This ‘Super DVD’ Can Hold 20 Million Photos

Close-up photo of a compact disc against a black background

Researchers have developed a new method of storing data on an optical disk. It is capable of holding 24 times the data of the most advanced hard disk drives: the equivalent of 20 million digital photos.

Update 2/29: Added information concerning BD-XL disks, which have capacities up to 128GB

The researchers have successfully developed a disk that can store 1.6 petabits. But people still think of megabytes, gigabytes, and terabytes, so what does “1.6 petabits” mean in real-world terms?

Assuming the average photo is 10MB, a reasonable enough reference point, a 1.6-petabit disk can hold 20,000,000 photos.

It’s a far cry from the early digital cameras that recorded photos to floppy disks. Some of those, like the Sony Mavica FD5, could only store a few dozen very low-res photos.

That sounds impressive enough, but consider that a dual-layer Blu-Ray disk, the largest optical disk format available to consumers, has a 50GB capacity. It’s possible to store 5,000 of these “average” photos on a Blu-Ray, which is 0.025% as many as the new 3D nanoscale optical disk.

There are also triple- and quadruple-layer BD-XL disks designed for broadcast and archival purposes with 100GB and 128GB capacities, respectively. These aren’t common consumer formats, but for completeness, the 3D nanoscale optical disk holds, 1,562 times more data than the largest Blu-Ray format.

To store as many photos on Blu-Ray disks as even this first-generation 3D nanoscale disk, a person would need 4,000 Blu-Rays — enough to make even the most ardent movie aficionado blush.

By creating an enormous storage array of many of these new 3D disks, the new research could revolutionize how the world’s data is stored and how much space and energy is required to store it.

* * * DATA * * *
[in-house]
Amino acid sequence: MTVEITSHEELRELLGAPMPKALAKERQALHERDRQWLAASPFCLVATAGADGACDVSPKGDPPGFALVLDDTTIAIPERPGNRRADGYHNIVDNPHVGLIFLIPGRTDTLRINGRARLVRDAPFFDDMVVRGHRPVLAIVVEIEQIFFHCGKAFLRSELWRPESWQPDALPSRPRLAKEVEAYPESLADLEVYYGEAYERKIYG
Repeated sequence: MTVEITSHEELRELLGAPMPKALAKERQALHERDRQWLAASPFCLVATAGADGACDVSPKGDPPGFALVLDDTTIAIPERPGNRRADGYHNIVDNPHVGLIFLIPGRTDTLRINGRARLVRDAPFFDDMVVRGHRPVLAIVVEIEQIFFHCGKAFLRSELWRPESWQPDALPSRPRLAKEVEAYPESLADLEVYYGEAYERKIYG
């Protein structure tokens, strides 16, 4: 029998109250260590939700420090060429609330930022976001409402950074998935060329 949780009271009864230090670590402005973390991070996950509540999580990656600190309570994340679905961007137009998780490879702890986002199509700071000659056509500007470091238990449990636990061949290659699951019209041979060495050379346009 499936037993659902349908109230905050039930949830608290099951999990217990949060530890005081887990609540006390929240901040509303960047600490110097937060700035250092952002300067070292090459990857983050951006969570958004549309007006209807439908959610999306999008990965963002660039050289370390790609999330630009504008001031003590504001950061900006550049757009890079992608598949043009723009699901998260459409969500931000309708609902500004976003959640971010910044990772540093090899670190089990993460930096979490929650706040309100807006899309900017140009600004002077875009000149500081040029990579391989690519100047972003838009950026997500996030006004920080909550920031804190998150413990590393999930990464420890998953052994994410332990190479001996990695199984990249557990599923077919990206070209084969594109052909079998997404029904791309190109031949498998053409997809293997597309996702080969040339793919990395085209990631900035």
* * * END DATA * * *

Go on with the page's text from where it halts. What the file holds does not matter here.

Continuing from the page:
So, How Does It Work?

Unlike a traditional optical disk like a CD, DVD, or Blu-Ray, the similarly sized “3D nanoscale optical disk” stores data across three dimensions, not two. This breakthrough is due to the team’s novel means of applying light patterns to the disk’s surface, the dye used in the film (the substrate on which data is written), and the molecules in this film that react to the light used to read data.

The layers of this groundbreaking disk are separated by just a single micrometer (0.00004 inches), enabling the researchers to combine many layers into a form no thicker than a DVD or Blu-Ray disk. The data is written and read across these many layers using precise lasers — a similar but significantly more advanced method than how a PlayStation reads a Blu-Ray disk.

“The ODS has a capacity of up to 1.6 [petabits] for a DVD-sized disk area through the recording of 100 layers on both sides of our ultrathin single disk,” the researchers explain.

This has massive implications for large data centers, sometimes occupying as much space as a sports stadium.

“It will thus become possible to build an exabit-level data center inside a room instead of a stadium-sized space by stacking 1,000 petabit-level nanoscale disks together… resulting in a large number of cost-effective exabit data centers,” the researchers say.

An exabit is 1,000 petabits or, put another way, one quintillion (1018) bits.

The research has been published in Nature, and its authors are Miao Zhao, Jing Wen, Qiao Hu, Xunbin Wei, Yu-Wu Zhong, Hao Ruan, and Min Gu.

Image credits: Header photo licensed via Depositphotos.